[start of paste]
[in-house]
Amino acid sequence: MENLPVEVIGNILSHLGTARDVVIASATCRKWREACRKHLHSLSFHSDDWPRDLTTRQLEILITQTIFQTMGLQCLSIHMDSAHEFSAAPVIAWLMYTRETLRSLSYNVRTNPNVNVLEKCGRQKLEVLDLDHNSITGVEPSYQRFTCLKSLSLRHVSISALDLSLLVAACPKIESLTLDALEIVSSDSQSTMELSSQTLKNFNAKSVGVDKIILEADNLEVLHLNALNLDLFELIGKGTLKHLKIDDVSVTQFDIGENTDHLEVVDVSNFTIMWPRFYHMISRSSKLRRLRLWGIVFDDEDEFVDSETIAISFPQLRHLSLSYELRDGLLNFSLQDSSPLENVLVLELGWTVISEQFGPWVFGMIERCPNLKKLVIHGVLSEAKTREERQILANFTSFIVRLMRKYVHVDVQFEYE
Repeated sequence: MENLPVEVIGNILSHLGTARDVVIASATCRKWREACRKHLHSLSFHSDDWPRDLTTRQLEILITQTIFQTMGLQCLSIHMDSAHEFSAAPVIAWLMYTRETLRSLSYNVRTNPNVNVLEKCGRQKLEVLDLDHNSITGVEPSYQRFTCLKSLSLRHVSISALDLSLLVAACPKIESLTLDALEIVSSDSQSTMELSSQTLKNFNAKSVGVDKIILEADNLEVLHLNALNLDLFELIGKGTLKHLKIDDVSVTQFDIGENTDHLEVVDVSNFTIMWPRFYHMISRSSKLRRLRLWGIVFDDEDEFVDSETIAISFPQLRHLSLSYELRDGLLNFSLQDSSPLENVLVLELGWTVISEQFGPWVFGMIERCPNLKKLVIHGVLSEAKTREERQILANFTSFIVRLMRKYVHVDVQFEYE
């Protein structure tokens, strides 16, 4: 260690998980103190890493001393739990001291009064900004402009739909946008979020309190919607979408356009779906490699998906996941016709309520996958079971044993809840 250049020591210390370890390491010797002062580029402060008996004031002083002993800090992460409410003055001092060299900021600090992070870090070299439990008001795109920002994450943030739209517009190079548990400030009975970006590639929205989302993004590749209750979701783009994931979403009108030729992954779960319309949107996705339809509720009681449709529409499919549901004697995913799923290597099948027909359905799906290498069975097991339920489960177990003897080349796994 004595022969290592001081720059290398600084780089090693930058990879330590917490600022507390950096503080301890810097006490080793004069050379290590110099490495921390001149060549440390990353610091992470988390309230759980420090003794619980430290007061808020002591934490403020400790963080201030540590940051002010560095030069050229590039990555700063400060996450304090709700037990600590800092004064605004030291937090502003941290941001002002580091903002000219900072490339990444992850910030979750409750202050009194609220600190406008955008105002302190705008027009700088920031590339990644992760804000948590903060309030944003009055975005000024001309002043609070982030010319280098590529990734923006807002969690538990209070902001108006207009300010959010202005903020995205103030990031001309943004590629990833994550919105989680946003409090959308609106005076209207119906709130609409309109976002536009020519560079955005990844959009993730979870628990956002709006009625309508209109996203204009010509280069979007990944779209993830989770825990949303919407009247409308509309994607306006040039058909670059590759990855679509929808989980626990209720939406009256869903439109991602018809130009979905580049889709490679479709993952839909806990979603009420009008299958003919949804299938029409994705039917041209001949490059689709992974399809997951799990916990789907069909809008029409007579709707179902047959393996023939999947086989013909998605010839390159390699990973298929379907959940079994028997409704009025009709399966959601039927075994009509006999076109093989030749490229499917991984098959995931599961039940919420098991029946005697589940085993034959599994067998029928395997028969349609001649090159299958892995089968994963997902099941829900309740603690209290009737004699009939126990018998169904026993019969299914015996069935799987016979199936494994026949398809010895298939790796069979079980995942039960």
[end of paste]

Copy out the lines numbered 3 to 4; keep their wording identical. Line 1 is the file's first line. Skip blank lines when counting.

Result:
Repeated sequence: MENLPVEVIGNILSHLGTARDVVIASATCRKWREACRKHLHSLSFHSDDWPRDLTTRQLEILITQTIFQTMGLQCLSIHMDSAHEFSAAPVIAWLMYTRETLRSLSYNVRTNPNVNVLEKCGRQKLEVLDLDHNSITGVEPSYQRFTCLKSLSLRHVSISALDLSLLVAACPKIESLTLDALEIVSSDSQSTMELSSQTLKNFNAKSVGVDKIILEADNLEVLHLNALNLDLFELIGKGTLKHLKIDDVSVTQFDIGENTDHLEVVDVSNFTIMWPRFYHMISRSSKLRRLRLWGIVFDDEDEFVDSETIAISFPQLRHLSLSYELRDGLLNFSLQDSSPLENVLVLELGWTVISEQFGPWVFGMIERCPNLKKLVIHGVLSEAKTREERQILANFTSFIVRLMRKYVHVDVQFEYE
């Protein structure tokens, strides 16, 4: 260690998980103190890493001393739990001291009064900004402009739909946008979020309190919607979408356009779906490699998906996941016709309520996958079971044993809840 250049020591210390370890390491010797002062580029402060008996004031002083002993800090992460409410003055001092060299900021600090992070870090070299439990008001795109920002994450943030739209517009190079548990400030009975970006590639929205989302993004590749209750979701783009994931979403009108030729992954779960319309949107996705339809509720009681449709529409499919549901004697995913799923290597099948027909359905799906290498069975097991339920489960177990003897080349796994 004595022969290592001081720059290398600084780089090693930058990879330590917490600022507390950096503080301890810097006490080793004069050379290590110099490495921390001149060549440390990353610091992470988390309230759980420090003794619980430290007061808020002591934490403020400790963080201030540590940051002010560095030069050229590039990555700063400060996450304090709700037990600590800092004064605004030291937090502003941290941001002002580091903002000219900072490339990444992850910030979750409750202050009194609220600190406008955008105002302190705008027009700088920031590339990644992760804000948590903060309030944003009055975005000024001309002043609070982030010319280098590529990734923006807002969690538990209070902001108006207009300010959010202005903020995205103030990031001309943004590629990833994550919105989680946003409090959308609106005076209207119906709130609409309109976002536009020519560079955005990844959009993730979870628990956002709006009625309508209109996203204009010509280069979007990944779209993830989770825990949303919407009247409308509309994607306006040039058909670059590759990855679509929808989980626990209720939406009256869903439109991602018809130009979905580049889709490679479709993952839909806990979603009420009008299958003919949804299938029409994705039917041209001949490059689709992974399809997951799990916990789907069909809008029409007579709707179902047959393996023939999947086989013909998605010839390159390699990973298929379907959940079994028997409704009025009709399966959601039927075994009509006999076109093989030749490229499917991984098959995931599961039940919420098991029946005697589940085993034959599994067998029928395997028969349609001649090159299958892995089968994963997902099941829900309740603690209290009737004699009939126990018998169904026993019969299914015996069935799987016979199936494994026949398809010895298939790796069979079980995942039960």